You see individuals that as a direct result of this election are starting to say, you know what? It's time for us to make our own way. To start going in a different direction and so for me the apology's nice. But I'm really looking at substantively what are folks doing about the state and the plight of black Americans? And we're seeing it in this election. So all this other stuff, I'm OK with it. Whether reparations or this issue of affirmative action, I'm OK with it. Because we are now seeing African-Americans man up and handle their business in a way unlike I've never seen before.

CHIDEYA: Now let me move on to a related topic. You've mentioned affirmative action several times as well as the election. And we've now got - after the election that would not die, you know, like 12 million debates and stuff, it's now less than 100 days until America votes for a new president. And John McCain endorsed a proposed ballot measure to end race and gender-based affirmative action in Arizona, his home state. Barack Obama says he supports affirmative action when it's structured properly. Both McCain and Obama say equal opportunity should not be based on quotas, but neither side said how to reach a quality without quotas. So with all that said, Jim, what do you make of the discussion of presidential politics and affirmative action?

Mr. COLLIER: Well, I mean, I think it's a good example of two different approaches to sort of winning the presidency. And I mean I like Obama's approach because, even though you're not really sure sort of where he would go, you know, he brought it to the heart by basically saying early on that his kids should not benefit from affirmative action. They're rich. They've had all the privilege and they don't deserve to be given bonus points just because their skin is black. And I think that really sort of states where he's likely to end up even as he dodges the bullets of the election. McCain on the other side is just chasing voters. So one minute he's for and the next minute he's against because his demographers or demographers are telling him, you know, this is going to get you the most votes.

Mr. ROSS: Jim, you sound like that's a bad thing. You make it sound like it's a bad thing, chasing votes. Isn't that the whole purpose of why he's running?

Mr. COLLIER: Well, when you're chasing votes and people, again, don't end up - don't know what you're going to end up buying in the end, it is a bad thing.

Mr. ROSS: Oh no, they know exactly what they're getting. They're getting a Republican who's playing to his foundation. Because when you look at all the other demographics, he's not resonating with any of them. He's not resonating with African-Americans, Latinos, he's not resonating with women. And he's not resonating with young people. So he's looking at his core. So isn't that one of the tenets? Me being a Republican, I can tell you, that's something that plays well with the base.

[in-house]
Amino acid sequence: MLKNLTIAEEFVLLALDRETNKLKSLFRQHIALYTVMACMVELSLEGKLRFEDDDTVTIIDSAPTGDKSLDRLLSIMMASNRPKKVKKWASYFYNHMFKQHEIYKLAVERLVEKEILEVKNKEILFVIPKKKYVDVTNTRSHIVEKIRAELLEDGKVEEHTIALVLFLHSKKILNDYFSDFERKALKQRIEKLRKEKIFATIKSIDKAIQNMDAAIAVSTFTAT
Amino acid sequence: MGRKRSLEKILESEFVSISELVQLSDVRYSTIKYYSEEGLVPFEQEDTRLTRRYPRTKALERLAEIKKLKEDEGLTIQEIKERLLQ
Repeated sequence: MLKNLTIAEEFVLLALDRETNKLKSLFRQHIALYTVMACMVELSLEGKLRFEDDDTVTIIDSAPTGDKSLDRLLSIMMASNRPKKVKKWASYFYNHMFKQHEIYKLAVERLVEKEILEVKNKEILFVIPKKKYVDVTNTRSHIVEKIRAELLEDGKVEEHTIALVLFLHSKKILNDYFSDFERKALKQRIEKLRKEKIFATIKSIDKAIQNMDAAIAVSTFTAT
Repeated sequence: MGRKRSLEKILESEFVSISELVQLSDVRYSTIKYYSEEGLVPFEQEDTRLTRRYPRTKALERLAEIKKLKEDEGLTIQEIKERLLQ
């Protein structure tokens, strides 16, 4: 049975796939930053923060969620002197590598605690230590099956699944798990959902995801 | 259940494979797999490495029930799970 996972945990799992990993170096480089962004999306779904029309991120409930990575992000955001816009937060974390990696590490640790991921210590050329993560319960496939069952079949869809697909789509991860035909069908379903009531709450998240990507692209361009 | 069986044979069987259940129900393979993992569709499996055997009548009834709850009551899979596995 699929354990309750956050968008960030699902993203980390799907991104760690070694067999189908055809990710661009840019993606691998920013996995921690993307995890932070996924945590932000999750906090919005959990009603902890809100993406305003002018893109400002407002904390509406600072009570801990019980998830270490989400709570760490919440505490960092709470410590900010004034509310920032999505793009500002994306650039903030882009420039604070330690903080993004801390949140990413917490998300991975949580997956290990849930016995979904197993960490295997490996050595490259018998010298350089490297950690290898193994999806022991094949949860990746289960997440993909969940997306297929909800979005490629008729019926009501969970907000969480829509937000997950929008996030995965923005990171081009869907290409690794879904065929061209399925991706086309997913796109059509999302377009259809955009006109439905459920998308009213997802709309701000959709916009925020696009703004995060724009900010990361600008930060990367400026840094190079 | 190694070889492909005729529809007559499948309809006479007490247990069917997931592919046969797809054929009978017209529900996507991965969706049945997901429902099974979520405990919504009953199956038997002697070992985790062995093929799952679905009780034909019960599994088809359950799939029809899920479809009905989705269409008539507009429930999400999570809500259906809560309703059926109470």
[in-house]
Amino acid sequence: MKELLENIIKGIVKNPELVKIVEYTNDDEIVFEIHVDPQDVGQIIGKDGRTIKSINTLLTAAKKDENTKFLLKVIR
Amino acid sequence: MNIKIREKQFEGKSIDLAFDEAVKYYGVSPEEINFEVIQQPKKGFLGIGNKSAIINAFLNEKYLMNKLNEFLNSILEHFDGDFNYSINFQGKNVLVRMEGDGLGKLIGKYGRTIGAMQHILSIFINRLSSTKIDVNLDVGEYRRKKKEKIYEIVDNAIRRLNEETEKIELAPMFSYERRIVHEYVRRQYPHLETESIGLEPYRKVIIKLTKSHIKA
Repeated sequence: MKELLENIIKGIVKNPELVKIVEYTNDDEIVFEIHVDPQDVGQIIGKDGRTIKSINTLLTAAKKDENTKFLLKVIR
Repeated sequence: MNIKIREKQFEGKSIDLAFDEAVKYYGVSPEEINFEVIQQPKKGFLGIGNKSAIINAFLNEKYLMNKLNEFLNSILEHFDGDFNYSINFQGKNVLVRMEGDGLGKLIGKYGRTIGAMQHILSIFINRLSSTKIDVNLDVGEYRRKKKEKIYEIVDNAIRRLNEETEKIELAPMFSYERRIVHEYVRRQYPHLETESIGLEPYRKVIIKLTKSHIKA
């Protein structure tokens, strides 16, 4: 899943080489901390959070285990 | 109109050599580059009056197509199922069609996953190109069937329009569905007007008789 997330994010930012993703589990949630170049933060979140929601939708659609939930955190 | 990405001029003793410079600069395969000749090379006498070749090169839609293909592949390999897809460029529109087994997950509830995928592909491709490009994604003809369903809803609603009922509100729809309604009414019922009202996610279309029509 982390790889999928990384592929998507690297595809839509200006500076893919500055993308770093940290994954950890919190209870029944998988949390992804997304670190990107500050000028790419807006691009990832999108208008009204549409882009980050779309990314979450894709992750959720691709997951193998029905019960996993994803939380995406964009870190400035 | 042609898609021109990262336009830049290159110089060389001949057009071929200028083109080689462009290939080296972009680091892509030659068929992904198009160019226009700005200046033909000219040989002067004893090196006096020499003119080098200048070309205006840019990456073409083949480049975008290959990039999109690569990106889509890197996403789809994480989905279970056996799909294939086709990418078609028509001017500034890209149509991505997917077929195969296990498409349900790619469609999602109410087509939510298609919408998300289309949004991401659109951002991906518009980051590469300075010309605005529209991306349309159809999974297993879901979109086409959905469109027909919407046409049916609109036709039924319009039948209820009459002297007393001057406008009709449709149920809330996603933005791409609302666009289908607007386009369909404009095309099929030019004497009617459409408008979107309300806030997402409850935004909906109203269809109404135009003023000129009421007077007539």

CHIDEYA: Let me get Faye in here. Faye, do you think as Kevin is suggesting that this is just - I mean, that essentially John McCain doesn't have a big interest in pleasing certain demographic groups of color, and so he has nothing to lose, regardless of, you know, kind of all the other issues of why he is - had supported that ballot measure and his stance on affirmative action. He has nothing to lose with voters.

Ms. ANDERSON: Absolutely. It's a win-win for John McCain. Polls show that black support for John McCain hovers between one percent and four percent. He's losing the Latino vote to Obama somewhere like two-to-one. So for McCain, who has a problem with his base, his base Republican - the Republican base in not enthusiastic about McCain. So this is one way, tossing a bone to the base that'll likely generate - may bring out more voters in both Arizona and Colorado, where it's also on the ballot. So you have two swing states with this wedge issue that will - that appeals to his base.

But Farai, earlier on you mentioned quotas. You know, I just see red when that term is tossed out, because to say one is opposed to quotas is a red herring, because quotas are illegal. And so this is easy to say you're opposed to something that's illegal. And so I was a little bit disappointed - I'm disappointed whenever I hear Obama talk about quotas, because he knows the issue is not about quotas. But in any case, study after study shows that white women are the principle beneficiaries of affirmative action. Black folks hold on to this issue more for symbolic reasons, lest folks forget about the racial disparities, racial inequalities. It's really not about the real impact of affirmative action.